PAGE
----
Dazzler is one of those characters — alongside Gambit and the android Red Tornado — who would instantly qualify for Nobody’s Favorite status…if they didn’t possess an inexplicable and quite vociferous fanbase.
The mutant disco (no affiliation) diva was an abortive bit of cross-media multimarketing, an attempt to capture the power of the boogie fever hegemony in funnybook form. Unfortunately for the parties involved, the public mania for all things disco experienced a massive implosion shortly after Dazzler’s debut in Uncanny X-Men #130 (February 1980).
By the time she landed her own solo title in 1981, her designed-by-committee roller disco ensemble (featuring a glitterball medallion) had become an extremely dated punchline even as all traces of her original Bridge-and-Tunnel tough chick persona faded into bland WASP-iness. Still, this was a time when slapping “Marvel” on the cover of a book and an X-Men appearance on the inside could guarantee a level of speculation-driven sales which contemporary publishers would sacrifice their firstborn children to obtain.
Whether by the virtue of nostalgic camp kitsch or fond memories of an era when X-titles were illustrated by the likes of Bret Belvins and Art Adams, Dazzler has somehow managed to retain a significant number of devoted fans…
…though good luck finding anyone willing to admit they’ve read (or much less enjoyed) Dazzler: The Movie.
The 1984 graphic novel came wrapped in a typically gorgeous cover by Bill Sienkiewicz and the breathy promise that it would “effect every living mutant (sorry, Changeling!) FOREVER!” That’s a fairly high bar to set out of the gate and the actual story — crafted by Big Jim Shooter, Frank “Deserved Better” Springer, and Vince “The Living Eraser” Colleta — had a snowball’s chance in hell of delivering the goods.
The tale opens with Alison Blaire (a.k.a. Dazzler) settling in on the West Coast, where she teaches aerobics classes by day and performs Elton John covers in a dinner theater by night. While the X-Men (so now you have to buy a copy, fanboy!) worry that “Ali” is risking her safety by semi-covertly flaunting her mutant sound-into-light powers at a time of heightened anti-mutant hysteria, the struggling singer is more concerned about fending off the unwanted advances of Mr. Sinister Mustache Guy and a faded Hollywood heart-throb seeking to use Ali’s glamor to give a lift to his own stalled career.
After announcing that Ali would be the star of his next picture, the latter lothario begins his pursuit in earnest. He physically forces himself upon her. She blows out the tires of his sports car with a lazer beam and sends him crashing into a brick wall. He fakes a heart attack in order to cop a feel.
There ain’t no romance like superhero funnybook romance, I tell you, and thank providence for that.
Ali eventually agrees to hear the comedic creeper’s pitch, with the stipulation that their relationship remain on a business level…
…though your definition of “business” may differ from Dazzler’s.
Life as a pampered nugget of arm-candy to an unctuous slice of paparazzi-bait soon takes its toll on Ali’s attitude and physique. She experiences a moment of genuflection in which she wonders if her newfound fame and fortune were worth the price she paid, if perhaps she wasn’t happier when she was a struggling songbird with limited career prospects. (Scenes like these are what social scientists refer to as “the grease that keeps the grinders of capitalism moving.”)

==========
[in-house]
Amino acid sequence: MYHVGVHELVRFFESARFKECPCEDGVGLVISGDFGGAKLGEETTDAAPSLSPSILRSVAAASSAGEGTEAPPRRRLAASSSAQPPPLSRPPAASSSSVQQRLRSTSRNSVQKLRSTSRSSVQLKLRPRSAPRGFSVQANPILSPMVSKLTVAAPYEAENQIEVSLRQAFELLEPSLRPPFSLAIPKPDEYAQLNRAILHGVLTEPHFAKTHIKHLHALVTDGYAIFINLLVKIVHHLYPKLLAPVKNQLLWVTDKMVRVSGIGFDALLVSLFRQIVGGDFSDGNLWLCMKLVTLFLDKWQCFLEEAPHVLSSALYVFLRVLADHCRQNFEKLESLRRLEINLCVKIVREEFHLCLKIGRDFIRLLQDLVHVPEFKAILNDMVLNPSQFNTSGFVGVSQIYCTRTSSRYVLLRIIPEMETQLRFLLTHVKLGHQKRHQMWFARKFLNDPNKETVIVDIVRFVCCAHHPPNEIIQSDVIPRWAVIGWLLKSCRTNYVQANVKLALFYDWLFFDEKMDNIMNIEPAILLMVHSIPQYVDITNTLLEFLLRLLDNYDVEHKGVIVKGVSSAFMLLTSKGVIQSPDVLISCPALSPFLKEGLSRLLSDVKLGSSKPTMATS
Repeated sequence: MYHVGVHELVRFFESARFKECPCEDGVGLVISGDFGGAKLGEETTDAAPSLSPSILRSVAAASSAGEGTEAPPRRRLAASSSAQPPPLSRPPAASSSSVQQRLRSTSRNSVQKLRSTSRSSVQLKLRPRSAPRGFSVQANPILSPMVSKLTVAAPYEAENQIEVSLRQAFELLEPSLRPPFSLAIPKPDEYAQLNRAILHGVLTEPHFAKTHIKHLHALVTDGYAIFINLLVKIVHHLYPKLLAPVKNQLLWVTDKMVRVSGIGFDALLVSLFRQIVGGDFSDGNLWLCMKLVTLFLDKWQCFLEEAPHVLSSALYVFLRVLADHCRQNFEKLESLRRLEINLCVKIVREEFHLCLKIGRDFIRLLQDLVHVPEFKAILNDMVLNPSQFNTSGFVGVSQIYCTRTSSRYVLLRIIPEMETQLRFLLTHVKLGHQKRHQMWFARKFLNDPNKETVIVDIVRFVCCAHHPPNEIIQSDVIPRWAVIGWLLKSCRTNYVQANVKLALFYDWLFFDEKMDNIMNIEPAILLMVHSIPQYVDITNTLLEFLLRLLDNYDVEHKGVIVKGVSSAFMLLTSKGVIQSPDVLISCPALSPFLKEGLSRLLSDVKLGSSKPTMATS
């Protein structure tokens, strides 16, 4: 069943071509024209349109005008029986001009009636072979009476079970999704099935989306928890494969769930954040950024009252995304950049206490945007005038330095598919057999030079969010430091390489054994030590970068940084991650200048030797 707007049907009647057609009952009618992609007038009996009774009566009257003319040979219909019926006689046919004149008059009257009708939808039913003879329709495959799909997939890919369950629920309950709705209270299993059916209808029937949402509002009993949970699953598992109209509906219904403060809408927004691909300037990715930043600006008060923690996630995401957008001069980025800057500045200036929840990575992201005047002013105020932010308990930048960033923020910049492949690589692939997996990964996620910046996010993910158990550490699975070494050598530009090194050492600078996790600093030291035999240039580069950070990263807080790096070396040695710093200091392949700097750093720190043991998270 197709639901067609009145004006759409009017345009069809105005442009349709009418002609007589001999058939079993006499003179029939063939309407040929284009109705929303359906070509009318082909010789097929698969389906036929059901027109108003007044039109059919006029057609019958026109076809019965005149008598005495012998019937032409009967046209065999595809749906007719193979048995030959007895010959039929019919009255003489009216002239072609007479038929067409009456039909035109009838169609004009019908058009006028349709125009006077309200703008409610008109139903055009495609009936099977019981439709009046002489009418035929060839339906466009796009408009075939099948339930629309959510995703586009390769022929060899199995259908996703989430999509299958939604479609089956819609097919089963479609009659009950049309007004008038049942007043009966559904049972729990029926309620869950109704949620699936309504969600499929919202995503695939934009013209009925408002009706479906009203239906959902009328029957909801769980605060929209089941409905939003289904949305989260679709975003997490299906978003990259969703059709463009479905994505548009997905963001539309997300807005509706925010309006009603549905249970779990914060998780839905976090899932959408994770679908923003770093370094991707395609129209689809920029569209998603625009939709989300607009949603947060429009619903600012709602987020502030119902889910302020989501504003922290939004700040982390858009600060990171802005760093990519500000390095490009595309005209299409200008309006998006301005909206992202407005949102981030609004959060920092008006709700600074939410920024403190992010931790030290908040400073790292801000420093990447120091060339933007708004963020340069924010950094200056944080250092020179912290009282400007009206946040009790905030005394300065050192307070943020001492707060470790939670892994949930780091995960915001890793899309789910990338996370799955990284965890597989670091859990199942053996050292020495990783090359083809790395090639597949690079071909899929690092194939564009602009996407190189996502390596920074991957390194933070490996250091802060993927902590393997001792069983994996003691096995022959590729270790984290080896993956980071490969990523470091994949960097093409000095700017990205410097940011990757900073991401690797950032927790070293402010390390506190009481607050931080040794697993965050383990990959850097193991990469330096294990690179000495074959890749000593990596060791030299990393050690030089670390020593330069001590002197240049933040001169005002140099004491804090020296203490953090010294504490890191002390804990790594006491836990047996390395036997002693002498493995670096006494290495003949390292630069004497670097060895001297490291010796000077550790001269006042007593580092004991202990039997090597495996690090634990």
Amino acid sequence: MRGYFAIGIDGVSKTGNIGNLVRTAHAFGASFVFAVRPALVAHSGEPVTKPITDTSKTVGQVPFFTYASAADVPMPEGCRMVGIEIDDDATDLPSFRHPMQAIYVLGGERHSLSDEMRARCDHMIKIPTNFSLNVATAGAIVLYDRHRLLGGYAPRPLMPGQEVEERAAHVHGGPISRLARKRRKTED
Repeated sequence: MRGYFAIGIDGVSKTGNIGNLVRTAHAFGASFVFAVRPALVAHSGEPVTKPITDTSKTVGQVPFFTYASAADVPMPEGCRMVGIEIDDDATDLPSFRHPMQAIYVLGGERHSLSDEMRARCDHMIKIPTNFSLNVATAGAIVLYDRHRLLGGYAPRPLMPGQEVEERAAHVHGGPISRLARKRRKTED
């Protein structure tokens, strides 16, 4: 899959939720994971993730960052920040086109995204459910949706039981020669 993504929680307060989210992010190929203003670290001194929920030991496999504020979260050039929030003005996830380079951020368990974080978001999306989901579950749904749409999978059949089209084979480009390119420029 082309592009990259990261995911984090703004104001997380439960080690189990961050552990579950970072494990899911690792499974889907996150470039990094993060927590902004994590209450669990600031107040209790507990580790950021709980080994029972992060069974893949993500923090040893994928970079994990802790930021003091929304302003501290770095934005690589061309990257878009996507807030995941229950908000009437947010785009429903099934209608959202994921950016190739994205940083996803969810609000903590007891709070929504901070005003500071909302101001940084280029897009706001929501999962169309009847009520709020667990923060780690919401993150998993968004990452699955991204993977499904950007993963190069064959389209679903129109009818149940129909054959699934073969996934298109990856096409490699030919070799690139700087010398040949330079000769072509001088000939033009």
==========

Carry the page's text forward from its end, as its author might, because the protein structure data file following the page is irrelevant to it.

That state of complacency is rocked to the core, however, when her lumpy lover tries to drum up publicity for the upcoming Dazzler movie by informing the press that the star is a bona fide member of the mutant race. As the protests against her genetic variance ramp up, Ali performs a public demonstration of powers by converting the noise of a brace of jet engines into a spectacular lightshow which strikes terror into the heart of a previously adoring crowd.
The exhibition unlocks new refinements to Dazzler’s mutant powers and triggers a pronounced transformation in her attitude. No longer willing to be a pampered starlet, Ali takes a more aggressive stance in both the bedroom…
…and the boardroom.
She seizes control of the film’s production, with the intent of turning Woman in Goofy Jumpsuit Makes Shit Explode (expect a 2016 remake by Zack Snyder) into a personal project advocating the peaceful coexistence of humans and mutants.
No sooner does the project wrap, however, than the true architect of the above events emerges.
Yes, it was the work of Mr. Sinister Mustache Guy all along! He wanted to bind Ali’s sleazeball has-been beau to an exclusive contract and perhaps score a sweet piece of mutant ass on the side! What better way to make that happen than to sink tens of millions of dollars into a non-starter of an action film and whip up the currents of anti-mutant hysteria?
Don’t laugh, you plebes. He ran the numbers past his people and was told the percentages were just fine.
Ali rejects the faustian financier’s diabolical deal, incinerating the sole copy of the film in the process. After planting a farewell kiss on her repentant former beau, the slightly dinged Dazzler steps out into a promising future involving this cover, this cherished quarter-muncher, and not a whole lot else, to be honest.
For all the promises of radical changes and upended applecarts, Dazzler: The Movie didn’t accomplish much apart from separating obsessive X-completists (back when such a pursuit was arguably achievable) from ten bucks that would have better spent on Millie the Model back issues. I have no idea why the Mighty Shooter chose to descent from his editorial Olympus to take an active hand in its creation, unless he woke up one morning and decided that Marvel readers could really use a surreal superhero take on Mahogany staged like an extended Apartment 3-G arc and starring a minor member of the X-Men’s supporting cast.
Hell, it wouldn’t be Shooter’s weirdest creative decision.